On the other hand, in Attorney General Opinion V-1483, the attorney general considered a promotion called "Movie Sweepstakes," in which a game card was
handed to all adults who care to pick one up at the theatre, whether he intends to buy a ticket or not. . . . It is understood that the reason for not giving out the forms at the time the patrons purchase a ticket is to eliminate the possibility that the money paid for the ticket also pays in part for the game card.
Attorney General Opinion V-1483 (1952) at 3-4. The attorney general said that "the question for . . . determination [was] whether the distribution of 'free' chances remove[d] the element of consideration from this plan." Id. at 5. In concluding that the scheme was a lottery, this office found that "a substantial portion of the chances for prizes were on the basis of the purchase of theater tickets," and that the "element [of consideration] is not removed by . . . a number of 'free' chances on request." Id. at 6. More significantly, the attorney general said that "the written description" of the contest "might differ materially from the manner in which it is actually carried out." Id.
Similarly, in Attorney General Opinion C-50, the attorney general addressed a promotion called "Lucky Car Night" held by a drive-in theater. Although the contest's
sponsors said that "free" entries were available on request, this office was not persuaded that such fact was sufficient to remove the scheme from the "lottery" ambit:
Human nature is such that a person is not likely to drive out to the Buckhorn Drive-In Theater, get in a line of cars entering the theater, ask at the Box Office for a free card or cards, and then drive away while the patrons are buying tickets, obtaining their registration cards and entering the theater. It is true that under the plan, the registration cards are free upon request, but unless requested no registration card is given or offered to anyone unless they purchase a ticket to the show.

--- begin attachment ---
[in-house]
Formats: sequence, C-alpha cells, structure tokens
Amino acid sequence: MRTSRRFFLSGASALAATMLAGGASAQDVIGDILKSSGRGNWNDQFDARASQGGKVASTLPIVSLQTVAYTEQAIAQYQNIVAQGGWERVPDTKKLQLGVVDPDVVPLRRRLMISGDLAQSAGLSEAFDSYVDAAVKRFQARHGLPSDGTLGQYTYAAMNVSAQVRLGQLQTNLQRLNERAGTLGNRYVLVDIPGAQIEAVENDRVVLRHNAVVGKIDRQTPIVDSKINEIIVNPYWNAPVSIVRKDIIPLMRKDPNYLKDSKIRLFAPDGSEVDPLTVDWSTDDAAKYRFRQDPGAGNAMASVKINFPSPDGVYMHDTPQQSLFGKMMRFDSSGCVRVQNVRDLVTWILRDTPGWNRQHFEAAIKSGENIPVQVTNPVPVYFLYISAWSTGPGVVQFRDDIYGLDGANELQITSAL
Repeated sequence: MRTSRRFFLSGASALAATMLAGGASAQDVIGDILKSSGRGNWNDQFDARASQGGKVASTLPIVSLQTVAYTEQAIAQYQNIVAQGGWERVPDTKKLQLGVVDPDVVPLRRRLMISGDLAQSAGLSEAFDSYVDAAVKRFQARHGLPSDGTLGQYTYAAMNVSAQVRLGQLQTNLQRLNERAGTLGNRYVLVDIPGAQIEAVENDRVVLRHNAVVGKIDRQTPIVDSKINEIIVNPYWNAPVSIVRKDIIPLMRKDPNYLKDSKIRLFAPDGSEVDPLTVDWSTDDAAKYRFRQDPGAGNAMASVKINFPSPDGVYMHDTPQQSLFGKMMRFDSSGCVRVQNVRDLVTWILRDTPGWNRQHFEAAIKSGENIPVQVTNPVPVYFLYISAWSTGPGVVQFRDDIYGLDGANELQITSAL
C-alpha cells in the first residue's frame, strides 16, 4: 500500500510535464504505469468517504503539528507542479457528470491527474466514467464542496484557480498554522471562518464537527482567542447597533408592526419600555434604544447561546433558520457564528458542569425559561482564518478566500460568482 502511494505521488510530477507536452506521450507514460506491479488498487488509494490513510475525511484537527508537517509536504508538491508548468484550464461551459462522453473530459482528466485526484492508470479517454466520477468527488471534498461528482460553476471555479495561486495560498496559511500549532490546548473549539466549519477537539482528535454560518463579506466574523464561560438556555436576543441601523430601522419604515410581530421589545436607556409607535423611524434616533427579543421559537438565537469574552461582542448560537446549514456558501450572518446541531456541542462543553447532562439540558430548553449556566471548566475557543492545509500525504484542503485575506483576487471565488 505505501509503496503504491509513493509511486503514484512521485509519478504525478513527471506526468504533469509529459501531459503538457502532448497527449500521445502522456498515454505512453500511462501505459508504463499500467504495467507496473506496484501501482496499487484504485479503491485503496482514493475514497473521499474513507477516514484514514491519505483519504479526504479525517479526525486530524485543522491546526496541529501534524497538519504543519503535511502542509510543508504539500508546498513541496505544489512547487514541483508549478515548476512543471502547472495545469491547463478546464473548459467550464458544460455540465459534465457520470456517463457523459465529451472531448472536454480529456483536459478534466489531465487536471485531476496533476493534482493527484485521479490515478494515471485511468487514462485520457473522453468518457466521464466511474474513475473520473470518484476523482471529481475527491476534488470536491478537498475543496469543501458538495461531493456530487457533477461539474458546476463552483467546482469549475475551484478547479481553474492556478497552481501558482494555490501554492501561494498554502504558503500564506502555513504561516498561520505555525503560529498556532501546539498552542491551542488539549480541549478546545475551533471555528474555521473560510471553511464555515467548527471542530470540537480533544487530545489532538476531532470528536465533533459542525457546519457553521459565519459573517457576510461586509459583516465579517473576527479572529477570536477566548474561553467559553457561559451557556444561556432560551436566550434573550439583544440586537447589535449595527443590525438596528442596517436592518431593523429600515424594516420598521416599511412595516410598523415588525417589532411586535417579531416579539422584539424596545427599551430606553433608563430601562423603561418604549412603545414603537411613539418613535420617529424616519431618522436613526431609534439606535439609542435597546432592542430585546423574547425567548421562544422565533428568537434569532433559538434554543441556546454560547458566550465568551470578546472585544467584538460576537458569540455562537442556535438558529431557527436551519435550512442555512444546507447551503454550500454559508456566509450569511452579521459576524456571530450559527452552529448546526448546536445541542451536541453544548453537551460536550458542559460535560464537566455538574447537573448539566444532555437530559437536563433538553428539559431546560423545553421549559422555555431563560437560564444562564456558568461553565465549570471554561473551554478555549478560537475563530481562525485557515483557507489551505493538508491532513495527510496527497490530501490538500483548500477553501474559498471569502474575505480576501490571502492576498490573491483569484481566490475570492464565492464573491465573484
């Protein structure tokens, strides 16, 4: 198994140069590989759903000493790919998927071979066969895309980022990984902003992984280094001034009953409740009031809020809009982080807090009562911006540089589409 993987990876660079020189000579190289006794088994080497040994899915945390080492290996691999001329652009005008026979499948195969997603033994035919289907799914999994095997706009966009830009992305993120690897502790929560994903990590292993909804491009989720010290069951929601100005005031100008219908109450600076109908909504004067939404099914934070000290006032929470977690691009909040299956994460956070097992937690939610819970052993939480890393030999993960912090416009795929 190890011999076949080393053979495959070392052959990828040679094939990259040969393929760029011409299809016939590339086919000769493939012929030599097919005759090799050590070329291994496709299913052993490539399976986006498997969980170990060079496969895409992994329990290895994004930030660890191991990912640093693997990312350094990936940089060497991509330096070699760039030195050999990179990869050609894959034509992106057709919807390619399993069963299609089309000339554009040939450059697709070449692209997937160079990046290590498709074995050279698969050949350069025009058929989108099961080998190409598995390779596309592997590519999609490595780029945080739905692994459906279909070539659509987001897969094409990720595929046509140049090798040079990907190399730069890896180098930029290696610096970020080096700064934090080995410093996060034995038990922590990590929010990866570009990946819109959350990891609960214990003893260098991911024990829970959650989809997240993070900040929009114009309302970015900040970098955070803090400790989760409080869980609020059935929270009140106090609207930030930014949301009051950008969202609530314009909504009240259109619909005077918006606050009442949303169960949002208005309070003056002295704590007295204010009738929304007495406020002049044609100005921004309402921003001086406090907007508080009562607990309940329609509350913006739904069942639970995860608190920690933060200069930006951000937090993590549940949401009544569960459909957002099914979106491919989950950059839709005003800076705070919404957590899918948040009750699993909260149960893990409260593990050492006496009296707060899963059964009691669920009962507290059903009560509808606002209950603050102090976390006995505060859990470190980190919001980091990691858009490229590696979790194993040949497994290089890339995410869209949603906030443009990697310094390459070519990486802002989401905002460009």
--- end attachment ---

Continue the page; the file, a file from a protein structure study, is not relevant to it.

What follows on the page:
Certainly the patron is favored over the non-patron since a registration card is given to the patron freely upon buying a theater ticket. However, the non-patron must go to the box office and request a registration card and suffer the embarrassment that naturally follows when he says he is not buying a ticket to the show.
Attorney General Opinion C-50 (1963) at 4-5. Even in one of the principal cases relied on by Lucky Shamrock, the court found that, in a promotion sponsored by Pepsi Cola, 25,000 game cards had been distributed "free" less than one month after the promotion began, and of that number, 252 winning cards had been redeemed. Pepsi Cola Bottling Co. of Luverne, Inc. v. Coca-Cola Bottling Co., Andalusia, 534 So.2d 295, 296 (Ala. 1988). The point is that, with regard to "alternative" means of entry, the contest's sponsor must ordinarily demonstrate that "free" entrants really do play and really do win.